• There is a systematic approach to education, which can be effectively applied to improve primary care.
  • Educating for improvement in primary care goes beyond enhancing competence; it’s a process of adaptation and learning from internal and external environmental change.
  • Educating primary care providers and their teams must be supportive to their context and not prescriptive.
    • The first stage in learning for primary care teams is reflection – in action and on action.


INNOVATION– We believe that:

  • There is a systematic approach to innovation, which can be effectively applied to improve primary care.
  • The dynamic and emergent nature of primary care systems, leads to ever changing patient, provider, and community health care needs.
  • Ever changing health care and organization needs will require best practice application of innovative thinking to attain novel solutions for improvement.
  • Fear of failure is a barrier to innovation; however, failure itself is often a necessary step to positive change.



  • We commit to holding ourselves accountable within academic family medicine to disseminate what we learn to enable others in building their quality culture.
  • To ensure sustainability, the QI Program will need to attract new resources and leverage relationships into collaborative partnerships.
  • Priorities for improvement as identified, must be aligned with real world system needs, such as access, better system integration, and challenges for system sustainability.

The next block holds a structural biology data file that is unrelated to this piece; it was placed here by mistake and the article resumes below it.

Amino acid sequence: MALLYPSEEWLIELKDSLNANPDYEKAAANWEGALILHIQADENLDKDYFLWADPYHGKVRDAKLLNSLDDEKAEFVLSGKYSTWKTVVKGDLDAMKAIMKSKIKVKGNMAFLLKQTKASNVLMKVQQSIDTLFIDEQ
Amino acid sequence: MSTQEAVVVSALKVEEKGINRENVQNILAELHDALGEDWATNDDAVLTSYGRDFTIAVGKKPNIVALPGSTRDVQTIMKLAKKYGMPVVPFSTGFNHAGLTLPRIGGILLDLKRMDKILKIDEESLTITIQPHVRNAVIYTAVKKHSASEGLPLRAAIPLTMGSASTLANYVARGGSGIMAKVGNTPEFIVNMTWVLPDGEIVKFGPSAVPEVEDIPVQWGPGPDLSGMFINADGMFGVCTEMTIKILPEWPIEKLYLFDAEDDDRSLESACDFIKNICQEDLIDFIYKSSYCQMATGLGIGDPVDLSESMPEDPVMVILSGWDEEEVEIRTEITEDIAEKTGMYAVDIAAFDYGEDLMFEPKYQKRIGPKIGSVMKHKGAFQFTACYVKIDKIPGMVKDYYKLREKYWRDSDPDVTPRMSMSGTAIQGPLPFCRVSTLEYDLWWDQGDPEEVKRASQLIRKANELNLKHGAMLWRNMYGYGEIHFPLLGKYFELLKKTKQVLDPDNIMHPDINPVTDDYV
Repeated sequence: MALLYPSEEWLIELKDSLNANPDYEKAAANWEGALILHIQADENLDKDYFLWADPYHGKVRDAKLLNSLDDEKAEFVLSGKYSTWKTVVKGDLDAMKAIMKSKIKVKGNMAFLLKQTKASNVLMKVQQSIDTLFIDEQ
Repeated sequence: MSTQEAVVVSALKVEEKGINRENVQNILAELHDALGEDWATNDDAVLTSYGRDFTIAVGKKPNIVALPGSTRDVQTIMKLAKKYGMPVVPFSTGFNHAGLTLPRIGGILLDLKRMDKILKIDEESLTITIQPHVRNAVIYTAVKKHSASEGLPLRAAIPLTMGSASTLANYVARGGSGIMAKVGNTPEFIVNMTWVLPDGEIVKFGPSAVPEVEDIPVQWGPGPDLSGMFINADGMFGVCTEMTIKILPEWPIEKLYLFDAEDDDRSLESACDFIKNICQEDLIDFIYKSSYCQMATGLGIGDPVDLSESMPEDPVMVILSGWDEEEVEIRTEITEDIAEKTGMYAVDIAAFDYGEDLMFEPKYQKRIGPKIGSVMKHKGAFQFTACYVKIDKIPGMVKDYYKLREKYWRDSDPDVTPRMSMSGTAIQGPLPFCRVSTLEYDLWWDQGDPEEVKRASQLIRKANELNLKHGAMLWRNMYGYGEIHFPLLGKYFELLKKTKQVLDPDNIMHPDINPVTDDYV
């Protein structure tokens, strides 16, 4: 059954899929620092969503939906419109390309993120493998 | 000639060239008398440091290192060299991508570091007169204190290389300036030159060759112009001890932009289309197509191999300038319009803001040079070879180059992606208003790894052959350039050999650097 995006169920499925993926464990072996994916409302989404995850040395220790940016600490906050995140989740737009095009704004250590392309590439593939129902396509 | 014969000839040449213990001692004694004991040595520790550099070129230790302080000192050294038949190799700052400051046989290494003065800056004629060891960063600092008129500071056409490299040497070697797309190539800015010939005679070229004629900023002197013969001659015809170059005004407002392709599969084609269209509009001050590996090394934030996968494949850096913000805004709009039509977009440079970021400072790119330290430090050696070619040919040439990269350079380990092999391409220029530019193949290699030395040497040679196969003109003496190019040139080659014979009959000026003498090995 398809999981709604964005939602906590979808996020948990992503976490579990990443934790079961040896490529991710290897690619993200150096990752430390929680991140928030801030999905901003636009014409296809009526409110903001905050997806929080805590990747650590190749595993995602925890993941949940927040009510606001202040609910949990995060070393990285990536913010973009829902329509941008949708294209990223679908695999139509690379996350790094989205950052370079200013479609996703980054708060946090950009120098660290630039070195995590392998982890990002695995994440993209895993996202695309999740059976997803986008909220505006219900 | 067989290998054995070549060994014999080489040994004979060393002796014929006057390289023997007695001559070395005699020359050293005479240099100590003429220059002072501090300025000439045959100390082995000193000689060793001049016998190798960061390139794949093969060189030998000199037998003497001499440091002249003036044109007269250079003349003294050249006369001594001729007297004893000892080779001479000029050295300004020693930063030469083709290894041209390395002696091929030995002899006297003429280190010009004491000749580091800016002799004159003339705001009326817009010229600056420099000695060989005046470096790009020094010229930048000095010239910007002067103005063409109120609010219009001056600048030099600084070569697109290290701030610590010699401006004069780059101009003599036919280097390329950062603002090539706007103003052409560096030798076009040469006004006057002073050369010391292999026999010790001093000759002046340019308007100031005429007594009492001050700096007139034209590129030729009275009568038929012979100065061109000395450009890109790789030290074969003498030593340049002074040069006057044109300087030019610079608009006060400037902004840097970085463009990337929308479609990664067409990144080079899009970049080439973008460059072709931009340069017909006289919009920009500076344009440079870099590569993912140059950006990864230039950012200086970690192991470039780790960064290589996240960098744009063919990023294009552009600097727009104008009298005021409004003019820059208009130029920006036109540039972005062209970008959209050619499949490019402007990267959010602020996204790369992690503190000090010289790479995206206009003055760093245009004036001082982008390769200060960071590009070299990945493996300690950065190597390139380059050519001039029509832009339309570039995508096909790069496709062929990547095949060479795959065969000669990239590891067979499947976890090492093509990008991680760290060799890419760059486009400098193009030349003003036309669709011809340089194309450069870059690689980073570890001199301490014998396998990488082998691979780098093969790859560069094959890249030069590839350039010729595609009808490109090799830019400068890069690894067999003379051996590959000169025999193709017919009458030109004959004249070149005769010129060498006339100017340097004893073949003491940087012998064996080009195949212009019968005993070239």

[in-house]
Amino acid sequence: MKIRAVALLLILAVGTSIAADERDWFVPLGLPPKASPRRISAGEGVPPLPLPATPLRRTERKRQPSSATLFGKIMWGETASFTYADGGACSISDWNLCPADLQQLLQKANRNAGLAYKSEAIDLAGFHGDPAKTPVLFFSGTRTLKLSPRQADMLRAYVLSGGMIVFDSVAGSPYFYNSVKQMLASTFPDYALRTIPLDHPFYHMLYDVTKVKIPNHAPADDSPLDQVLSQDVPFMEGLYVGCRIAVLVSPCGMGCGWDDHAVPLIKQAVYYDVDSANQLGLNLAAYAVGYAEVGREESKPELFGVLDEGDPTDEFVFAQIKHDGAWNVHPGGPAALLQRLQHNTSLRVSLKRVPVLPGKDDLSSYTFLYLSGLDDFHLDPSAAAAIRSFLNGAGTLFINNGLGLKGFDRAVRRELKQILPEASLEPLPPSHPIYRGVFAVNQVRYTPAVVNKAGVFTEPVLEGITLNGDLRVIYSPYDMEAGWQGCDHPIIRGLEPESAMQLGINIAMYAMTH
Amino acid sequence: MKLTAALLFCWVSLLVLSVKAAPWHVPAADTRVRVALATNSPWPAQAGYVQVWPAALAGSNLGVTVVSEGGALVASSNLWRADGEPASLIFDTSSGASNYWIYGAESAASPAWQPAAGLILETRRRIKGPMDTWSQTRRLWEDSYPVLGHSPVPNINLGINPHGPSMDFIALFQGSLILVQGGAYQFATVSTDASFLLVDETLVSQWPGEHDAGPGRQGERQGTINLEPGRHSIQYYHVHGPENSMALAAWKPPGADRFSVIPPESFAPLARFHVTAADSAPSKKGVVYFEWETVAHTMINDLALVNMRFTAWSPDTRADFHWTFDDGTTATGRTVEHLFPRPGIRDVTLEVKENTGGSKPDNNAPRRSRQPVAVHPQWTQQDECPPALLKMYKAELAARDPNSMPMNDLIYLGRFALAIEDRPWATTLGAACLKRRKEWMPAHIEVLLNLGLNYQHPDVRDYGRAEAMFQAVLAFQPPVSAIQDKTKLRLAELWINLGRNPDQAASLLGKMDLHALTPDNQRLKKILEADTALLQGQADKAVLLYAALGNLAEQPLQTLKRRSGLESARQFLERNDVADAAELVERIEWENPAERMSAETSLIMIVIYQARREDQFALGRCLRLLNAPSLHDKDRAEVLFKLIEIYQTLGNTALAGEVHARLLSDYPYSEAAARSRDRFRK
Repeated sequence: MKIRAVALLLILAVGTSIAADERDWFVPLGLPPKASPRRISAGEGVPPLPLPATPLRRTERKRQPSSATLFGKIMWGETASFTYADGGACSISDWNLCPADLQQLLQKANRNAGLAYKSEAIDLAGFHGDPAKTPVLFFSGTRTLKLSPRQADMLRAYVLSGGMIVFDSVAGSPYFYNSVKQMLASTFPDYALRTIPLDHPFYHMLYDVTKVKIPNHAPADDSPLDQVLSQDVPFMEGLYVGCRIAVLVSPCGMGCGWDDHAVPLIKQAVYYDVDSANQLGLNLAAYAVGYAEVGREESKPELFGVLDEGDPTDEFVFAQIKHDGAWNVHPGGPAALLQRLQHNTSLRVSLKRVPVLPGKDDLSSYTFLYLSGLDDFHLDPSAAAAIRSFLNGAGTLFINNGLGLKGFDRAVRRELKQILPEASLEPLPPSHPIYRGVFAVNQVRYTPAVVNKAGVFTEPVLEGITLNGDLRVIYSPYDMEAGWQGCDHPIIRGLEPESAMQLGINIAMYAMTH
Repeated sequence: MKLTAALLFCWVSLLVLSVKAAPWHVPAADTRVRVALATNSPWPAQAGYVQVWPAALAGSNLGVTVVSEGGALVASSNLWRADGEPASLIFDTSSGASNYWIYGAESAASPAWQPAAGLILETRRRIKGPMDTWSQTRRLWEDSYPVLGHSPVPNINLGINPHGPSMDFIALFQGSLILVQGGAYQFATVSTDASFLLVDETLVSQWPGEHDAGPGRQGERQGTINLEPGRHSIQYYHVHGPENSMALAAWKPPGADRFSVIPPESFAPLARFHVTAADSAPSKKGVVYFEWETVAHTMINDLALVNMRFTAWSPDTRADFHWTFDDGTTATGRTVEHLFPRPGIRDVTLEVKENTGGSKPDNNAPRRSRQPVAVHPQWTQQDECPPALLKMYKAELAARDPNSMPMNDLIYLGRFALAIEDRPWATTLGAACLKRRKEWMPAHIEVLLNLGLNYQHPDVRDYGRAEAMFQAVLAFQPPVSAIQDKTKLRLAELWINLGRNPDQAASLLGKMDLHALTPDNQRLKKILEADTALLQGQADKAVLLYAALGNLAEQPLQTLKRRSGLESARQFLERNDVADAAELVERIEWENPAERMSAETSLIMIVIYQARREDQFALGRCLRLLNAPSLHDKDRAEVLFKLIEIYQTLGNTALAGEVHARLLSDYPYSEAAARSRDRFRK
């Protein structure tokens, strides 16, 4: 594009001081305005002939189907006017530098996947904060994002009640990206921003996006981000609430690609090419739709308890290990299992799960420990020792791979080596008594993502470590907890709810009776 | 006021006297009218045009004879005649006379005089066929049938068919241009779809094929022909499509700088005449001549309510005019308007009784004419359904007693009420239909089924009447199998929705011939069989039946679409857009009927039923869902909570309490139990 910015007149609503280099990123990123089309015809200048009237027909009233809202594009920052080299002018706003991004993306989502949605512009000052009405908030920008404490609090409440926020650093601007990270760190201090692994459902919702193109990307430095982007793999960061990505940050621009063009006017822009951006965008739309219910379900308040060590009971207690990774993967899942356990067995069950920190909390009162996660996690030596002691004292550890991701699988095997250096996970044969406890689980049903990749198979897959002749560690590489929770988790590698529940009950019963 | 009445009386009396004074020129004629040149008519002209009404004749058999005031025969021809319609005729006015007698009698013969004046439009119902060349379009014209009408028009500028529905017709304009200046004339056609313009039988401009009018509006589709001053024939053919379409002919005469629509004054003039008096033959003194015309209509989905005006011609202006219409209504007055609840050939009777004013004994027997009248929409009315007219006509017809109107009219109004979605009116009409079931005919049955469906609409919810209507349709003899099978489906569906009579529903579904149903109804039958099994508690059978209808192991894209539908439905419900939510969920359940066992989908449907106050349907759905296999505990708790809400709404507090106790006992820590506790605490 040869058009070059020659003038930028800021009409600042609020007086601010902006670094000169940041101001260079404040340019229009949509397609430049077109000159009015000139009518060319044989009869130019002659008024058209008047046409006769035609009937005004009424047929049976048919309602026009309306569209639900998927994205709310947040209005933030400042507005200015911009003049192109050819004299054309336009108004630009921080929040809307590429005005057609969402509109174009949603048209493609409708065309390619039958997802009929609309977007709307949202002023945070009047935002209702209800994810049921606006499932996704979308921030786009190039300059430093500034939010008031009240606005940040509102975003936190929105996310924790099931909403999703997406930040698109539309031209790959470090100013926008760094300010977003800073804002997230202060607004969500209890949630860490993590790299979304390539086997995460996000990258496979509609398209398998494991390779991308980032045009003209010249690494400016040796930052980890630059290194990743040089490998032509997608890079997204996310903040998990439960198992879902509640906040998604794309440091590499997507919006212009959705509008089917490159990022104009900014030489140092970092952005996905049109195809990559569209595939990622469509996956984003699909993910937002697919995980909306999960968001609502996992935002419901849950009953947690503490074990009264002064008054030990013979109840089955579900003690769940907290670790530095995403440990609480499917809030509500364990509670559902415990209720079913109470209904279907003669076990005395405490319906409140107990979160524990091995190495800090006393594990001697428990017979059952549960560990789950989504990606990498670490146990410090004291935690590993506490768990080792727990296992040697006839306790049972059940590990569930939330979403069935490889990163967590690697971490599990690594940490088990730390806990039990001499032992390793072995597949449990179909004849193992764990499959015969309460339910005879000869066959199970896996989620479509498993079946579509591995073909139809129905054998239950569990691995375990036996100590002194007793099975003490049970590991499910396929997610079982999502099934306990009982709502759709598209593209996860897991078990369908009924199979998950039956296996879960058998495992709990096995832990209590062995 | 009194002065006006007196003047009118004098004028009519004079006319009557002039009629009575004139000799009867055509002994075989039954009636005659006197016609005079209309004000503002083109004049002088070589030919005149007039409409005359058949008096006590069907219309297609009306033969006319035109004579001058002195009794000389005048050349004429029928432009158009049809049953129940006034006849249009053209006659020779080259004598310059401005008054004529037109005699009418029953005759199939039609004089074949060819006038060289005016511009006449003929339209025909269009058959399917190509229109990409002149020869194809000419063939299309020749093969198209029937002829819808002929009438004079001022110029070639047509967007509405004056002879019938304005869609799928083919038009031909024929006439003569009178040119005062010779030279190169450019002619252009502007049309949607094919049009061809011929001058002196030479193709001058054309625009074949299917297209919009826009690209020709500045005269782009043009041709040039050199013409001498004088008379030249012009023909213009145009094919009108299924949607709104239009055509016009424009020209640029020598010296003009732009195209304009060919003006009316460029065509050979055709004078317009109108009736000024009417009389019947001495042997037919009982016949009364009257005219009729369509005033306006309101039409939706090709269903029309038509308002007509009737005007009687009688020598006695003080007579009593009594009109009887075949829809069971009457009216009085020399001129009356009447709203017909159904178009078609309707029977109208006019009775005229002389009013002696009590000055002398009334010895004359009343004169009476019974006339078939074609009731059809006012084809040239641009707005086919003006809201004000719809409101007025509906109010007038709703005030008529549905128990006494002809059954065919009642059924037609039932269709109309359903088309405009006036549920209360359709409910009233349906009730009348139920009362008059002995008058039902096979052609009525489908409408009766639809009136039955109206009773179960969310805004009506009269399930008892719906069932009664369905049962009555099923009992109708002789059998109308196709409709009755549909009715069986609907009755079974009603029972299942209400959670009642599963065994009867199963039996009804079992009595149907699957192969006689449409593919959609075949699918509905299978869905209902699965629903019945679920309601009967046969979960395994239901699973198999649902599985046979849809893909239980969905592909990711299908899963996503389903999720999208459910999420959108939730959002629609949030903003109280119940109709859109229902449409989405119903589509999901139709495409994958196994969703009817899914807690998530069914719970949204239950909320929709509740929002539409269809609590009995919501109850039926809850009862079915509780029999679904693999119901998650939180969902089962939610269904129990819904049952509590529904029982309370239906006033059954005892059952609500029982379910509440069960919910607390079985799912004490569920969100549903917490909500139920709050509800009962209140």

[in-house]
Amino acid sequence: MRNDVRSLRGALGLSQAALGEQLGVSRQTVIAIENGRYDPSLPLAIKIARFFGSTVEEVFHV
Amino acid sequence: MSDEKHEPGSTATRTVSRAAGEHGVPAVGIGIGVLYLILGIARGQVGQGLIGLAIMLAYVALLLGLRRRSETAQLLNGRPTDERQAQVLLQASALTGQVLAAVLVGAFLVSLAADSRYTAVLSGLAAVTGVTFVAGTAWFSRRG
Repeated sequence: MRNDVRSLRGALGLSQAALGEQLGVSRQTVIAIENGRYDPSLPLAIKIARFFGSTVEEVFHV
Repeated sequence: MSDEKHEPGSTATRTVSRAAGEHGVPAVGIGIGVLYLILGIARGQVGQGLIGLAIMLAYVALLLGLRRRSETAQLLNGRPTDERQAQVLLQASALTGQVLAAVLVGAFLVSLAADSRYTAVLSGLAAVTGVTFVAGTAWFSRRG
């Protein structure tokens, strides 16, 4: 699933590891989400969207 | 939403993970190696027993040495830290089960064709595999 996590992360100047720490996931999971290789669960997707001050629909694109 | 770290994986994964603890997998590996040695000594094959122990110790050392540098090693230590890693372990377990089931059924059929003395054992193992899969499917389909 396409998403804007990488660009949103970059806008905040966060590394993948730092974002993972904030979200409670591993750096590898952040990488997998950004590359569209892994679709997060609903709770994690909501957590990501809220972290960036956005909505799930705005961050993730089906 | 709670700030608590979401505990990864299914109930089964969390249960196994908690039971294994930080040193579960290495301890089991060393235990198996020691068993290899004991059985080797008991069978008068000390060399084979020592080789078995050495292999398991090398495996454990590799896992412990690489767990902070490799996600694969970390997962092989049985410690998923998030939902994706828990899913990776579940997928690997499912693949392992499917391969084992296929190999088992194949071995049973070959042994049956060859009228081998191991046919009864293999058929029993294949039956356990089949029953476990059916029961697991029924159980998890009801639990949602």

[1] It is seductive in addressing problems in complex systems to simplify and gravitate to linear thinking with solutions such as guidelines, “best practice” algorithms and standards. Our real world is messy where context is critical to understanding each environment. More effective solution finding processes arise from non-linear methods such as reflection and storytelling.

[2] Examples being improvement methodologies, organizational behaviour, education such as Continuing Education, knowledge translation, audit and feedback, academic detailing, etc.


Primary care teams living a quality culture.


The QI Program will:

  • Enable primary care teams to live a quality culture as evidenced by continuous learning through team reflection, goal setting, purposeful testing, and implementing positive change via continuous improvement.
  • Guide primary care teams to achieve better collaboration through communication, mutual trust and respect, and effective leadership.
  • Facilitate primary care teams to sustain their quality culture in order to demonstrate impact on care effectiveness, patient experience, and value of service delivery.
  • Share and disseminate what we learn.

Goals, Action Steps and Projects

DFCM Core Team

For all general inquiries, questions, feedback, or program inquiries contact: 


name title phone number and email room #